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Volume 11, Number 5 - May 2005

This Month in Ag Connection

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Reflections on Native Warm Season Grasses

There is a great history of native warm season grasses (NWSG) across the Missouri prairies. From the many uses by Native Americans to buffalo foraging the prairies, these grasses were adapted to everyday life. Today, many farmers are re-considering the benefits of conservation and wildlife practices as well as forage rotations including native species.

Both federal and state cost share programs offer practices that could include NWSG plantings. Popular examples of federal cost share programs include riparian buffers and the CP-33 habitat program. Examples of state cost share programs include DSL-1 (permanent vegetative grass seeding), and DWP-3 (waterways) offer NWSG options. The concern with seeding NWSG in critical areas like waterways is due to the length of time associated with establishment. The rule of thumb is "the first year they sleep, the second year they creep, the third year they leap."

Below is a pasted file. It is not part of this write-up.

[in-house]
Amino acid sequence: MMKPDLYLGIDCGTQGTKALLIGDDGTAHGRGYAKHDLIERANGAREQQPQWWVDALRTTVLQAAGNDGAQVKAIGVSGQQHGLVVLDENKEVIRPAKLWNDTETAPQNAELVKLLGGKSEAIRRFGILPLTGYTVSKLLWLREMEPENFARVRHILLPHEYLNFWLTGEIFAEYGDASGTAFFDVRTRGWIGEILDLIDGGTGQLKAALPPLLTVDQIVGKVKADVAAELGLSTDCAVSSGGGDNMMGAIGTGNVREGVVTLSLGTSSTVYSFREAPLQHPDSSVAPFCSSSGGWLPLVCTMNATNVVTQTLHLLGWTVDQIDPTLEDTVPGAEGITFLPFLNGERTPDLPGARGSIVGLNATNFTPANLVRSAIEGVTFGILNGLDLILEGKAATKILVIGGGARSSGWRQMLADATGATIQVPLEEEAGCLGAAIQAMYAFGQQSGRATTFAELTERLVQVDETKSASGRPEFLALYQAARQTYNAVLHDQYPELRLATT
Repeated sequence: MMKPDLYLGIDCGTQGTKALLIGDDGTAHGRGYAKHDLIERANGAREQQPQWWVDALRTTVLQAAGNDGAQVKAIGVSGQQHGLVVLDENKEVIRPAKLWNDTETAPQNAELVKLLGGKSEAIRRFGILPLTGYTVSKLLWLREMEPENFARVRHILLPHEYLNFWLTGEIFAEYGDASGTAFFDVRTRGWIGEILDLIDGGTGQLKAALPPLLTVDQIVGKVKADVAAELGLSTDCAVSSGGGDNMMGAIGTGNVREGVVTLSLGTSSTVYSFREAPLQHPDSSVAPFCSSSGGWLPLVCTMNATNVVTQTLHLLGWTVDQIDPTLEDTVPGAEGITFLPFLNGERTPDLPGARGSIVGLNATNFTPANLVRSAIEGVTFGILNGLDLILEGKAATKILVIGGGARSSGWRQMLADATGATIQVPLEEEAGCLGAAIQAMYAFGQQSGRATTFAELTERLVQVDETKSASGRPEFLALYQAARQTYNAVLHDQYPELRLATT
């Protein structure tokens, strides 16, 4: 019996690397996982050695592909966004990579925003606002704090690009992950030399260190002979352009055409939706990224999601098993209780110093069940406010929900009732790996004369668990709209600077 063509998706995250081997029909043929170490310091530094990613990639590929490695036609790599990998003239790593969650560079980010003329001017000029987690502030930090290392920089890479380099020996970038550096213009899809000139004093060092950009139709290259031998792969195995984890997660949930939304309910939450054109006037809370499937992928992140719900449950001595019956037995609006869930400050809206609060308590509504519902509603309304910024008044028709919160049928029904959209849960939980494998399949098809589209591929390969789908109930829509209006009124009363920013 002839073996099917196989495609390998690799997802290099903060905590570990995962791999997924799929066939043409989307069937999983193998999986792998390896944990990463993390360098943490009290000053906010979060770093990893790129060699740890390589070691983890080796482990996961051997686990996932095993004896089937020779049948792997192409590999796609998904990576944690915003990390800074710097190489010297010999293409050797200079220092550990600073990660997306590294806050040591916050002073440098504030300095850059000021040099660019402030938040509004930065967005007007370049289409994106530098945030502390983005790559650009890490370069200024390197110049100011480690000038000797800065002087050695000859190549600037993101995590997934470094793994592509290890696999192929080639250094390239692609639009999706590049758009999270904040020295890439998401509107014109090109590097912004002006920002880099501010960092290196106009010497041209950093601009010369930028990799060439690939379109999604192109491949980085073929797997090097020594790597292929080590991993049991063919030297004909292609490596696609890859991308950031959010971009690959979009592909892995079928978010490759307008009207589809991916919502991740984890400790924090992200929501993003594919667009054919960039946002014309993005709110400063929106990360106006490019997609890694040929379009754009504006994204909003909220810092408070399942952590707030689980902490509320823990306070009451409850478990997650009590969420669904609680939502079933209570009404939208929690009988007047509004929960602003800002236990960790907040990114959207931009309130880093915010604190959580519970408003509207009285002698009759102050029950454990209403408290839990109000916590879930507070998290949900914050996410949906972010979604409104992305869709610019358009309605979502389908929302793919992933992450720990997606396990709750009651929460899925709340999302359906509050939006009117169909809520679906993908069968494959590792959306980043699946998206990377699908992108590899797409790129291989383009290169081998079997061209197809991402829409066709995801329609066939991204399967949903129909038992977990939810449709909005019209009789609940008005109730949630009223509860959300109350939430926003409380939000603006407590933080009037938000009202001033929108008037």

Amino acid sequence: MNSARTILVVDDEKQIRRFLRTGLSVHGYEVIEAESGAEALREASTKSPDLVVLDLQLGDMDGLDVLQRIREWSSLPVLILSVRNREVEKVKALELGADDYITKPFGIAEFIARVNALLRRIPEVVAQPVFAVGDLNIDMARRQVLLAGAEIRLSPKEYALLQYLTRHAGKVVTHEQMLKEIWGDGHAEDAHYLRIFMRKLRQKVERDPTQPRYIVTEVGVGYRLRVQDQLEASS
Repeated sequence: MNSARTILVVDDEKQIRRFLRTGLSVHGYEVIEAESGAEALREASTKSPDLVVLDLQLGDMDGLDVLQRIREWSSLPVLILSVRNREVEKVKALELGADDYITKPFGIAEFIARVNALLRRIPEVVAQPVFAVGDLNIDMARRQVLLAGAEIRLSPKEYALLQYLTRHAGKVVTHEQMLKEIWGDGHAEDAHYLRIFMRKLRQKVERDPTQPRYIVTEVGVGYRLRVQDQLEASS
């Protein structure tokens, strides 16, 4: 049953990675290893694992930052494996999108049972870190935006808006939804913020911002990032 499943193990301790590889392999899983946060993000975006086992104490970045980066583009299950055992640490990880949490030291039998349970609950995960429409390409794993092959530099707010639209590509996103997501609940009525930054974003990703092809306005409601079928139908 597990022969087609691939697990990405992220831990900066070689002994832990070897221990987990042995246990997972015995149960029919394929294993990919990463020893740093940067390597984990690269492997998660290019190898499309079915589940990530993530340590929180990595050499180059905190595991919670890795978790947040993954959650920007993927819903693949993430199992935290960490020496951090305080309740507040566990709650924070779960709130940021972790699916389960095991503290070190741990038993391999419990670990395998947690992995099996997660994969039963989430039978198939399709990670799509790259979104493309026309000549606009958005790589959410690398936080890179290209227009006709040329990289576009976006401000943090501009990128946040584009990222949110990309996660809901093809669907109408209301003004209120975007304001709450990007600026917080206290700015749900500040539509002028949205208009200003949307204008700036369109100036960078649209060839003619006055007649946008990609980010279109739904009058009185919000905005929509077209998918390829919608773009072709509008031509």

A more common practice is the State's DSP-3 planned grazing system for forage rotations. Whether you decide to partner in the cost share program or venture into managed intensive grazing alone, NWSG offer an excellent opportunity to fill in those warm mid summer spells when cool season grasses go dormant and the warm season grasses flourish.

Native species used most extensively in Missouri forage systems include Eastern Gamagrass, Switchgrass, Big Bluestem, Indiangrass, and a recent interest in Bermudagrass. While typically seeded from April 15 through June 10, there are also acceptable establishment dates in the Fall. MU Guide G4652, Seeding Rates, Dates, and Depths for Common Missouri Forages provide information on all species.

While NWSG produce well on low fertility soils, it is always advisable to take a soil sample prior to seeding in order to ensure proper fertility levels of P, K, and lime. Adequate fertility levels will increase stand vigor and production. Nitrogen is not recommended during establishment due to the possibility of increased weed competition. The late spring seeding date allows ample time for weed control through chemical or tillage prior to planting.

The hardest part of establishment can sometimes be the wait. Many producers are proving that it is well worth the wait. So, whether you are interest in improving wildlife habitat, conservation or forage production, NWSG offer a viable option for consideration in your plan.